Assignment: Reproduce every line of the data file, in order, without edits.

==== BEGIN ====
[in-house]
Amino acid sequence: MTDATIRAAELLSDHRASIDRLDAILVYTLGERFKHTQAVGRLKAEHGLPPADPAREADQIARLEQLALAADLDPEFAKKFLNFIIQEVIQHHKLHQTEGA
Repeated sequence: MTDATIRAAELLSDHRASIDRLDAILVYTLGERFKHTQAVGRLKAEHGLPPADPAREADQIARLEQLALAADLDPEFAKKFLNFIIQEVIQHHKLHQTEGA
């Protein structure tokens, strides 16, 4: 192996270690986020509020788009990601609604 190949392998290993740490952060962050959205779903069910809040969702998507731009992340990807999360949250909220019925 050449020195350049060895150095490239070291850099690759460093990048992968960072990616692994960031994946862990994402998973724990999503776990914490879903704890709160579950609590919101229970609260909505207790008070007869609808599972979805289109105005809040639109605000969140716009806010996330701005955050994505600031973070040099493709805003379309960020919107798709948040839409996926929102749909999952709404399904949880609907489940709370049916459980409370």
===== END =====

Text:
[in-house]
Amino acid sequence: MTDATIRAAELLSDHRASIDRLDAILVYTLGERFKHTQAVGRLKAEHGLPPADPAREADQIARLEQLALAADLDPEFAKKFLNFIIQEVIQHHKLHQTEGA
Repeated sequence: MTDATIRAAELLSDHRASIDRLDAILVYTLGERFKHTQAVGRLKAEHGLPPADPAREADQIARLEQLALAADLDPEFAKKFLNFIIQEVIQHHKLHQTEGA
């Protein structure tokens, strides 16, 4: 192996270690986020509020788009990601609604 190949392998290993740490952060962050959205779903069910809040969702998507731009992340990807999360949250909220019925 050449020195350049060895150095490239070291850099690759460093990048992968960072990616692994960031994946862990994402998973724990999503776990914490879903704890709160579950609590919101229970609260909505207790008070007869609808599972979805289109105005809040639109605000969140716009806010996330701005955050994505600031973070040099493709805003379309960020919107798709948040839409996926929102749909999952709404399904949880609907489940709370049916459980409370």